The Chancellor also set out plans to tackle to the biggest drag on growth – the high cost of energy driven by Vladimir Putin’s invasion of Ukraine which has driven up inflation. To tackle this the government’s Energy Price Guarantee will save the typical household £1,000 a year on their energy bill and halve the cost of business energy bills, reducing peak inflation by about 5 percentage points.
It was also confirmed that the UK Government will look to work with the Welsh Government and local authorities to set up Investment Zones in specific sites across the UK. Each Investment Zone will offer generous, targeted and time limited tax cuts for businesses and liberalised planning rules to release more land for housing and commercial development. These will be hubs for growth, encouraging investment in new shopping centres, restaurants, apartments and offices, and creating thriving new communities.
Revealing further tax reforms, Kwasi Kwarteng outlined sector specific support for pubs and hospitality, freezing alcohol duty for another year. Reforms to modernise alcohol duties will also be taken forward. The new measures backing business come on top of the government’s Energy Bill Relief Scheme for businesses to cap costs per unit, which will protect them from soaring energy costs this winter by providing a discount on wholesale gas and electricity prices.
The Chancellor also reiterated the important principle of people keeping more of what they earn, incentivising work and enterprise. He announced a 1p cut to the basic rate of income tax one year earlier than planned. From April 2023, the basic rate of income tax will be cut to 19% and will mean over 31 million people will be better off by an average of £170 per year. Alongside cutting the basic rate of income tax, the Chancellor also abolished the additional rate of tax, taking effect from April 2023. In its place will be a single higher rate of income tax of 40%. The move is designed to attract the best and the brightest to the UK workforce, helping businesses innovate and grow.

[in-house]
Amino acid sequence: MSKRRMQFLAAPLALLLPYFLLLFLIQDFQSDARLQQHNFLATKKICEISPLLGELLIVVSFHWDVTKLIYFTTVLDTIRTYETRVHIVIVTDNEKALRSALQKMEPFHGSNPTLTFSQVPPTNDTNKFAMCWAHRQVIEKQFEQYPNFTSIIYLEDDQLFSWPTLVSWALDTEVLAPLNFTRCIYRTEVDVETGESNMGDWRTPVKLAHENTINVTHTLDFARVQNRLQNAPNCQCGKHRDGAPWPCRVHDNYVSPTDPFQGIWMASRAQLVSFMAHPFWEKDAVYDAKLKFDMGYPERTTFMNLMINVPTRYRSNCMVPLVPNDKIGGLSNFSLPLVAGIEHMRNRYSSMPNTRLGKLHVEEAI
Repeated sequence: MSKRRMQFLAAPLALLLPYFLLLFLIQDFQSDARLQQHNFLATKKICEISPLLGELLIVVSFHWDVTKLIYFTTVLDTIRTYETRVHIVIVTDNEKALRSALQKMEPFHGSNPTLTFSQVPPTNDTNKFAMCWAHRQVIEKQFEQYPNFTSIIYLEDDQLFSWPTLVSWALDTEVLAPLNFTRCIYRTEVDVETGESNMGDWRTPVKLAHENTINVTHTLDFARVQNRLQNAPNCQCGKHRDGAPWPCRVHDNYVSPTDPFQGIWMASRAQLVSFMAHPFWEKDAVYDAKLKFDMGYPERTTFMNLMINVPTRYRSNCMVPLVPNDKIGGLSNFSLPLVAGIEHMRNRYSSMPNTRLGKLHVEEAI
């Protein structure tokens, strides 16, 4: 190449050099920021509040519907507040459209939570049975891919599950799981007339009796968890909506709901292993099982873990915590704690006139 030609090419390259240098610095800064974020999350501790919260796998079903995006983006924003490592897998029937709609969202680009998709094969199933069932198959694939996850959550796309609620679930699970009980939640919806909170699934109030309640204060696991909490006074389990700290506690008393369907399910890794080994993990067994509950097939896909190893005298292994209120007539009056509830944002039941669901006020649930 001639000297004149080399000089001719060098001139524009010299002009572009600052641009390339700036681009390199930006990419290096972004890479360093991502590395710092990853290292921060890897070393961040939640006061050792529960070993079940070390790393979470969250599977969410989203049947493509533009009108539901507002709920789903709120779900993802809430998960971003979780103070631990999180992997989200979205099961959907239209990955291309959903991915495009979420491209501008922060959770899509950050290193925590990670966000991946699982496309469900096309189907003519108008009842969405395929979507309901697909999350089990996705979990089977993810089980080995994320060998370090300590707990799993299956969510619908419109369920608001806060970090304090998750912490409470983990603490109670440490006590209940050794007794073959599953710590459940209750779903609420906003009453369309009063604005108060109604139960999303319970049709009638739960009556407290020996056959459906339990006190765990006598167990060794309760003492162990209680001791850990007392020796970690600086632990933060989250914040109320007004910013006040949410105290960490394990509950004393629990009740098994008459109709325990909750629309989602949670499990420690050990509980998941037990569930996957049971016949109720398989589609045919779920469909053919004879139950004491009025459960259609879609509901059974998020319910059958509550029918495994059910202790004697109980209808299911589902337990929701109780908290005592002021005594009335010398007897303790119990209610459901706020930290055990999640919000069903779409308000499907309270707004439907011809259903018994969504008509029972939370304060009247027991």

The Chancellor also announced more relief for businesses by making the Annual Investment Allowance £1 million permanent, rather than letting it return to £200,000 in March 2023. This will mean businesses can deduct 100% of the cost of qualifying plant and machinery in the first year.
New measures were also announced to help people on low incomes secure more and better paid work. Universal Credit claimants who are earn less than the equivalent of 15 hours a week at National Living Wage will be required to meet regularly with their Work Coach and take active steps to increase their earnings or face having their benefits reduced. This change is expected to bring in an additional 120,000 people into the more intensive work search regime.
Jobseekers over the age of 50 will also be given extra time with job centre work coaches, to help them return to the jobs market. Rising economic inactivity in the over 50s is contributing to shortages in the jobs market, driving up inflation and limiting growth. Returning to pre-pandemic activity rates in the over 50s could boost the level of GDP by 0.5-1 percentage points.
Over the three-year Spending Review 2021 period, the Welsh Government is expected to receive around £70 million of additional funding as a result of the changes to Stamp Duty Land Tax.